Ever noticed those white swirls in the center of a plane’s engines beneath the wings? What purpose would a white swirl on a turbofan serve? As it turns out, a whole lot is going on there!
The white swirls are formally called nosecone spirals, spinner spirals, spinner swirls and even nosecone swirls. According to Boeing’s spokesman,
…the nosecone spirals serve two purposes: one is to scare birds and the other is to identify when the engine cone is spinning.
Same is the case with Rolls Royce—a leader in manufacturing jet engines, who says,
Our aerospace engines have swirls painted onto their spinners in order to indicate when the engine is rotating while on the ground. In flight these swirls flicker as the engine rotates at high speed, scaring birds and allowing them to fly clear of the engine.
But some people contradict the “fending off birds” theory. For example, this article in Boeing’s own Aero Magazine which was co-written by a Ph.D. in Aviation System Safety and a safety pilot says in its “Common Misconceptions About Bird Strikes” section that
“airplane colors and jet engine spinner markings do not help in repelling the birds.”
An online aviation blog going by the name of AeroSavvy narrates the following contradictory statement from Rolls-Royce:
The nose cone (both in terms of strength and angle) is designed to reduced bird impact damage to the engine and reduce ice build-up. The spirals are there as a warning to ground crew when taxiing… In flight, the spirals could not be seen by birds as the rotation of the engine would be too fast.
A Japanese airplane company has, in fact, reduced bird strikes by painting “eyes” on Boeing 747 and 767 aircraft, as reported by the New York Times. In another study, zebra-patterns were painted on the propellers which reduced bird strikes in Norway, and in comparison, there is no conclusive evidence on the spinner swirls worth preventing birds from hitting the engine.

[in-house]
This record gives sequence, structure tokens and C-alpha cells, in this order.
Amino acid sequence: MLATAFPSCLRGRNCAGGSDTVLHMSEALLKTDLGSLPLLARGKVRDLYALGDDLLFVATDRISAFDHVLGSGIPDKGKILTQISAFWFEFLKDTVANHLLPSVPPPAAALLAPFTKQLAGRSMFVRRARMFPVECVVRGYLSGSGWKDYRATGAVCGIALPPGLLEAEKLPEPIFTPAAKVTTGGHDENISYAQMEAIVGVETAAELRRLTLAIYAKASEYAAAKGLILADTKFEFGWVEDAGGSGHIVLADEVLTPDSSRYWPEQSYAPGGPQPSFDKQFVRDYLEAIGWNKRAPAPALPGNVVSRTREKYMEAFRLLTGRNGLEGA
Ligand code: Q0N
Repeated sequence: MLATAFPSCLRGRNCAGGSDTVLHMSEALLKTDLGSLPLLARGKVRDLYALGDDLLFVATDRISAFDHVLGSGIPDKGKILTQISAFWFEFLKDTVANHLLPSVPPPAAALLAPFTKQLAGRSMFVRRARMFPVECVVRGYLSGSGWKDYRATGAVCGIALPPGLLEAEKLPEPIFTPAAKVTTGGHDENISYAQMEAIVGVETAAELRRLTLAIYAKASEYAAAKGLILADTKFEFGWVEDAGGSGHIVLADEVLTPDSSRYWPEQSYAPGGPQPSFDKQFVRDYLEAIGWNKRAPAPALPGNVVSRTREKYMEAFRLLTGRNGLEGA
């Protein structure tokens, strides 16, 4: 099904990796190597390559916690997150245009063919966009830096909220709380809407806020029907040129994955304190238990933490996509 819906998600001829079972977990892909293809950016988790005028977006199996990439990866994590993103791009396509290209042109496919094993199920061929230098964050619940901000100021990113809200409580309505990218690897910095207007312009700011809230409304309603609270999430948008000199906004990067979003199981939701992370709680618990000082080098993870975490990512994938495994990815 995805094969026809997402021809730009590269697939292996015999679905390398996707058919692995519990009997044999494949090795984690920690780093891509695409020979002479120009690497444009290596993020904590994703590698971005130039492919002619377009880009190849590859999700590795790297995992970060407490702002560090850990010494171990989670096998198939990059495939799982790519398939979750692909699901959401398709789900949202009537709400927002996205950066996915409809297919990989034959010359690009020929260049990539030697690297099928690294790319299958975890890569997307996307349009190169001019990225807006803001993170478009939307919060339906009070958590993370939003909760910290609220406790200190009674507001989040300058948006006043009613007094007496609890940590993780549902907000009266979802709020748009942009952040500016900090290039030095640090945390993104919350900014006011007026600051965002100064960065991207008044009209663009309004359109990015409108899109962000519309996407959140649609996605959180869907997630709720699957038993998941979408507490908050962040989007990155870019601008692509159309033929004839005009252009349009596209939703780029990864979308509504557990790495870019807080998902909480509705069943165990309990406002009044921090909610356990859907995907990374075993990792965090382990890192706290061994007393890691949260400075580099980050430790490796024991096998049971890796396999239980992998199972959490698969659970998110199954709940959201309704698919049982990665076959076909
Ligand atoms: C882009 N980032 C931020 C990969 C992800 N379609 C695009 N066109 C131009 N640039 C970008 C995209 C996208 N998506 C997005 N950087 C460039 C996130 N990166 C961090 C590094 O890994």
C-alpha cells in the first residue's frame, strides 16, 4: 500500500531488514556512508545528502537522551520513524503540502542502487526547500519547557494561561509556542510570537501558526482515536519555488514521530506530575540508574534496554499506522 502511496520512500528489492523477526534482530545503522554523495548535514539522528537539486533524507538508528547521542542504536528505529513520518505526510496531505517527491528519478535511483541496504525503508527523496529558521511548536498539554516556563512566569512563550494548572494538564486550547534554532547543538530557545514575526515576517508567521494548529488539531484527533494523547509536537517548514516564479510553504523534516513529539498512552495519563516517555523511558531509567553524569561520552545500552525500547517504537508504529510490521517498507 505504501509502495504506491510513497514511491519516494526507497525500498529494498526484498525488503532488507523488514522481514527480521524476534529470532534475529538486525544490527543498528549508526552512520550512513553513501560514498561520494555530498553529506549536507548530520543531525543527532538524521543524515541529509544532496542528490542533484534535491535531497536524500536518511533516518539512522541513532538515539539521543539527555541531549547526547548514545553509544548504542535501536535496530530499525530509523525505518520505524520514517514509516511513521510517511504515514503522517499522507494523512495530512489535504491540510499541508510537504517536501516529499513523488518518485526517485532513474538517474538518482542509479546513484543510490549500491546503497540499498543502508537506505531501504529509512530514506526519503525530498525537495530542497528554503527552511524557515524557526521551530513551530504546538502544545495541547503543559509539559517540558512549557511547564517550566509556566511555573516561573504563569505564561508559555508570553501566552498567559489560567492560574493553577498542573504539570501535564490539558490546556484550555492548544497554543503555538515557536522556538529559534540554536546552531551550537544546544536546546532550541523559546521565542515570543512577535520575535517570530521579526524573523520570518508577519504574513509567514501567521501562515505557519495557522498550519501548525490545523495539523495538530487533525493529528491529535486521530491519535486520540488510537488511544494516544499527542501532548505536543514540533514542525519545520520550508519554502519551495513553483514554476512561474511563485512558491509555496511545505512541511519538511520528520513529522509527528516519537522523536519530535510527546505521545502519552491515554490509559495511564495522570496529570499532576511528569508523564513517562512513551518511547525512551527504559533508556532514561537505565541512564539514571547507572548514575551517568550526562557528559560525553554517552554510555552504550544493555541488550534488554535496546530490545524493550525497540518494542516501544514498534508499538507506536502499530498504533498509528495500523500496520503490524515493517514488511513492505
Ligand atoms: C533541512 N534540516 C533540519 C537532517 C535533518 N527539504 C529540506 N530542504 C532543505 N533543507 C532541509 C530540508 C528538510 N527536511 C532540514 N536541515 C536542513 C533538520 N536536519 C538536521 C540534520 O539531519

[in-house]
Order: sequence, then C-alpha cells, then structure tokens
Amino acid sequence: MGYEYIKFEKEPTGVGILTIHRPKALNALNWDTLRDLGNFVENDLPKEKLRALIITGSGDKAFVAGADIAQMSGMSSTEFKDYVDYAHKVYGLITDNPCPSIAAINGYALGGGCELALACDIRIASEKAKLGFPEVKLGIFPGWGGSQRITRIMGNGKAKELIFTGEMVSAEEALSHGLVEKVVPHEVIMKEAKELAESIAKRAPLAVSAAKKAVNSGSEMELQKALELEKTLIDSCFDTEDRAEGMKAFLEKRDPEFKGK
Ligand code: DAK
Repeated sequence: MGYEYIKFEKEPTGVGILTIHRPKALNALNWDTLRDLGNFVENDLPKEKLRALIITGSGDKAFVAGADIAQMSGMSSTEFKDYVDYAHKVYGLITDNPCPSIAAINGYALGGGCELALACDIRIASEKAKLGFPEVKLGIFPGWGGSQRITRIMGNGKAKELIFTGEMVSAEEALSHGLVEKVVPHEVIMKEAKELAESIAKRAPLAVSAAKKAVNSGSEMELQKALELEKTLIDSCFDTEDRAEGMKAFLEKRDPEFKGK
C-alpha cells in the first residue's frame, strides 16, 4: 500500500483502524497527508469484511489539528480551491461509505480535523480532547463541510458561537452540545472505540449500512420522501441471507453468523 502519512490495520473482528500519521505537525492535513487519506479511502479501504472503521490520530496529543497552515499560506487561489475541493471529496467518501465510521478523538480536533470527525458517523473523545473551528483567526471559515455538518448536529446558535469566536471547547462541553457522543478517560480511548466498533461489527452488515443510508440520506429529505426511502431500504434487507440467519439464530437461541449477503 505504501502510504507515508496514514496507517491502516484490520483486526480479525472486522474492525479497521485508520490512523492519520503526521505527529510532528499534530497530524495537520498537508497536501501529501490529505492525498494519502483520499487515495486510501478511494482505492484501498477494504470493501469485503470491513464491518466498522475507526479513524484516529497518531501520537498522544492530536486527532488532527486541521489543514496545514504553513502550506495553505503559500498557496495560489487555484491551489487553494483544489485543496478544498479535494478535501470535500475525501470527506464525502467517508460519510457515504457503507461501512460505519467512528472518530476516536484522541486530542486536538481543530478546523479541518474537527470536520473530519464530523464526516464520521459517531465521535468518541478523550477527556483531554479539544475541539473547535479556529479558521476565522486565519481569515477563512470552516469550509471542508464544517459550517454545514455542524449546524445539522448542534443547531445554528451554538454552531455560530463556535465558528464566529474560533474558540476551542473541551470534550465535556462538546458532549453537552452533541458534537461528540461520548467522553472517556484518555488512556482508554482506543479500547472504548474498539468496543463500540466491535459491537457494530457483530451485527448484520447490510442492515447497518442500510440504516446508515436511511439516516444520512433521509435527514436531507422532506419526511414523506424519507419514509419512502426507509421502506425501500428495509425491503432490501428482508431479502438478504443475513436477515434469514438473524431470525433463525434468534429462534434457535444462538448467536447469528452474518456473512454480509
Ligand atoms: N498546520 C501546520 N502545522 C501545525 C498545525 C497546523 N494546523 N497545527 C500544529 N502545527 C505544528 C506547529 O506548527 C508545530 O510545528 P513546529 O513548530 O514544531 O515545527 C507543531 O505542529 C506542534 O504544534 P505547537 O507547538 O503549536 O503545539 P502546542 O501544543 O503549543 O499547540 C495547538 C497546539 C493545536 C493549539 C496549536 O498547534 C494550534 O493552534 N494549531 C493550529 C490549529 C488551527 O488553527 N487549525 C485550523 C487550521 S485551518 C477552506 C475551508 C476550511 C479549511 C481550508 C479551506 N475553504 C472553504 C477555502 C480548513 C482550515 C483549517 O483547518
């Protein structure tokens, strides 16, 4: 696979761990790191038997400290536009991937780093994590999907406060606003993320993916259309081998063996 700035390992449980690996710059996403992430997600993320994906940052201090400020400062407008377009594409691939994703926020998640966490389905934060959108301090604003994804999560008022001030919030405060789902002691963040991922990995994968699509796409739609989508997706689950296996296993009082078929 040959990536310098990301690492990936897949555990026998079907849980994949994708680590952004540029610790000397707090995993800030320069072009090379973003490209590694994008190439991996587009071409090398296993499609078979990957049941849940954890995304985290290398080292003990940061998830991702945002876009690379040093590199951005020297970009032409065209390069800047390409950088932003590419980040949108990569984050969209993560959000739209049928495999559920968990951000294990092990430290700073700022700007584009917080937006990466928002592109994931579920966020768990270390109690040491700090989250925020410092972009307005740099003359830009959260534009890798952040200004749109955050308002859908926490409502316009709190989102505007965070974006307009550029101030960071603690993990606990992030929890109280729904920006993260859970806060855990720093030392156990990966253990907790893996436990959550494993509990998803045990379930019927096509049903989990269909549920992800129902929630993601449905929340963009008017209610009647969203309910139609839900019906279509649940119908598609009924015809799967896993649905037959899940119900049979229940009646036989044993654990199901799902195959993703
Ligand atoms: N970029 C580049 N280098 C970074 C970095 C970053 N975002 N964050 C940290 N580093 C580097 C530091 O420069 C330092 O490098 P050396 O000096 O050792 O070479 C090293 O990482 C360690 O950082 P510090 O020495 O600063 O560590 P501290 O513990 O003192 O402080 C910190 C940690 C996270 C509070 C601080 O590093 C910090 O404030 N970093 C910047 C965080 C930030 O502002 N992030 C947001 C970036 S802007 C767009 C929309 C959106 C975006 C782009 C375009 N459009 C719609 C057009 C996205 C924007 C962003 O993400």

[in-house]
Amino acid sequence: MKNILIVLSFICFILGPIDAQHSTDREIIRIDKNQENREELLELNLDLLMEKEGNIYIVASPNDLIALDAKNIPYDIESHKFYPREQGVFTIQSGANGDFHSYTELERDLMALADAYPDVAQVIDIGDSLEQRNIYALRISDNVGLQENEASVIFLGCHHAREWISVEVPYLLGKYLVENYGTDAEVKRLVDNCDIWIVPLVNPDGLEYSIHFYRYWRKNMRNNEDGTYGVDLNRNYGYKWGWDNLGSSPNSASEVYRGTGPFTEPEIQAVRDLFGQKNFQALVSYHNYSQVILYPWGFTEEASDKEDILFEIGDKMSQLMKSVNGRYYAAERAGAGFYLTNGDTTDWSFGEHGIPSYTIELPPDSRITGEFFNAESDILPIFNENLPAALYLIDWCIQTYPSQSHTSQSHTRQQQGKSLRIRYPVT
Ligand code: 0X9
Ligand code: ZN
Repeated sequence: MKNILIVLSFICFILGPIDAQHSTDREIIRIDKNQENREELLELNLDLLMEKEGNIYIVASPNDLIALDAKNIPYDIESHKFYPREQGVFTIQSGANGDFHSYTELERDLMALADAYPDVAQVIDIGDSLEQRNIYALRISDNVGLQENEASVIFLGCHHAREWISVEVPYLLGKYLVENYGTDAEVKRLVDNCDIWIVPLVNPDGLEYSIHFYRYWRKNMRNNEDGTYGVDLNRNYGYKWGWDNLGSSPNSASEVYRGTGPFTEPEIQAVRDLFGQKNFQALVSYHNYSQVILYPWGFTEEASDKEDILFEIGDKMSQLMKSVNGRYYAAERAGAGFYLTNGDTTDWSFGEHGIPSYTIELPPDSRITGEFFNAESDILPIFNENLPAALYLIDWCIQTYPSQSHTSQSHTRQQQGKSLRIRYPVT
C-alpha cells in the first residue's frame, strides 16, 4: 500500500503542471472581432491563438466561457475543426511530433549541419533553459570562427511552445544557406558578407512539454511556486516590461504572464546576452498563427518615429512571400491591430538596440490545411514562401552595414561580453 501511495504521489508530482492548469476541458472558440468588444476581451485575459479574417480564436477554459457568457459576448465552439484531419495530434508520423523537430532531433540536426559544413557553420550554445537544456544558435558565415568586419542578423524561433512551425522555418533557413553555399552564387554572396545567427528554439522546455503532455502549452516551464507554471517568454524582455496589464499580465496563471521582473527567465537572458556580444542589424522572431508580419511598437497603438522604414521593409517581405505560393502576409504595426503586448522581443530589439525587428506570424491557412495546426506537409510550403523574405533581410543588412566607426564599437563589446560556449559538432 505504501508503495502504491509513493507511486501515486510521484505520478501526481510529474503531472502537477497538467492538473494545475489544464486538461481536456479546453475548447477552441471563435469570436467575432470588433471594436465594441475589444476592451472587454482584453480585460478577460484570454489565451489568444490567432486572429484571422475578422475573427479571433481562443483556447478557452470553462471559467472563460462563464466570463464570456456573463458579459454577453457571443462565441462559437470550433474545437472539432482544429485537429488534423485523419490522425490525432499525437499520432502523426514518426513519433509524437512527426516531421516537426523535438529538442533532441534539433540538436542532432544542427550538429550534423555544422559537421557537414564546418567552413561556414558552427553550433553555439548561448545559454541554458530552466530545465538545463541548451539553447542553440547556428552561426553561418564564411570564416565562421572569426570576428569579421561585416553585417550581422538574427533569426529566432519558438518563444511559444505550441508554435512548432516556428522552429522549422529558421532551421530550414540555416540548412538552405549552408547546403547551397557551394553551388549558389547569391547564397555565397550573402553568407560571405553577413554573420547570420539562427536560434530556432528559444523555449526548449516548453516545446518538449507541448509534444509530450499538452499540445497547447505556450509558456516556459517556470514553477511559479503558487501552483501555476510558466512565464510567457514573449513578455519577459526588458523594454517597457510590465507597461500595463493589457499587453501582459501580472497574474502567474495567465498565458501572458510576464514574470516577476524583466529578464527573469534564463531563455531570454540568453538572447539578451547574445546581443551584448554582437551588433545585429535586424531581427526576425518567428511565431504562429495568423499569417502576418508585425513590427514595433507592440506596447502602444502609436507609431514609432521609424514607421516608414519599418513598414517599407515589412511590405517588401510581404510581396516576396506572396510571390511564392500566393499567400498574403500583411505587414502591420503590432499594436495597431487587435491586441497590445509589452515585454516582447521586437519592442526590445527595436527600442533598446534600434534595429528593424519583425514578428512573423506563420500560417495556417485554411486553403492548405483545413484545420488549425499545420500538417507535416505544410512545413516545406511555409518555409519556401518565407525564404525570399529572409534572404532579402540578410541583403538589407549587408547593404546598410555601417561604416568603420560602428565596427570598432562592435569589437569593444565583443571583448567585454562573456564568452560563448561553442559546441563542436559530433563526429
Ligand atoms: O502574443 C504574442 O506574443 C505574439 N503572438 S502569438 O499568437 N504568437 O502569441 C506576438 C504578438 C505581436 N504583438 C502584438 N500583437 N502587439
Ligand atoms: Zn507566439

So what’s the reality?
Almost everyone agrees that the spinner spiral’s primary purpose is to warn the ground crew that their engine is still rotating so that the person de-icing or performing any maintenance on the airplane doesn’t get into the dangerous territory and sucked into the intake as we saw with this poor guy.
Dutch airline KLM also state the same in its article about spinner swirls,
“Can’t ground staff hear the deafening roar of a running jet engine?” I hear you wonder. Well, there could be several engines running at once near ground crew, plus they wear hearing protection. If five engines are singing in your ears, it isn’t always obvious which is running and which isn’t.
The post also expounds on how the spiral helps solve that problem:
If an engine is running, you see a white blur or a hypnotising twirl, depending on the rotation speed of the engine. This visual cue is extremely clear and warns everyone on the apron to stay away from the huge jet engines.
To build the case even further, AeroSavvy talks about how dangerous it is if someone gets too close to a turbofan,
Working near a running jet engine is extraordinarily dangerous. A Boeing 737 engine, running at idle power, has a hazard zone of 9 feet to the front and sides of the engine.
This means that, even at idle thrust, a human that walks in the hazard area runs the risk of being sucked inside and consumed by the engine. When the engine is above idle thrust, the hazard zone increases to 14 feet or more. Engines on larger jets, like the 777 have much larger hazard zones. It is absolutely critical that ground crews can identify a running engine and stay away from it.
So in contrary to the common myth, the spiral of the engine is more related towards keeping the ground crew safe and less about keeping the birds out-of-the-way, and “almost” every expert agrees!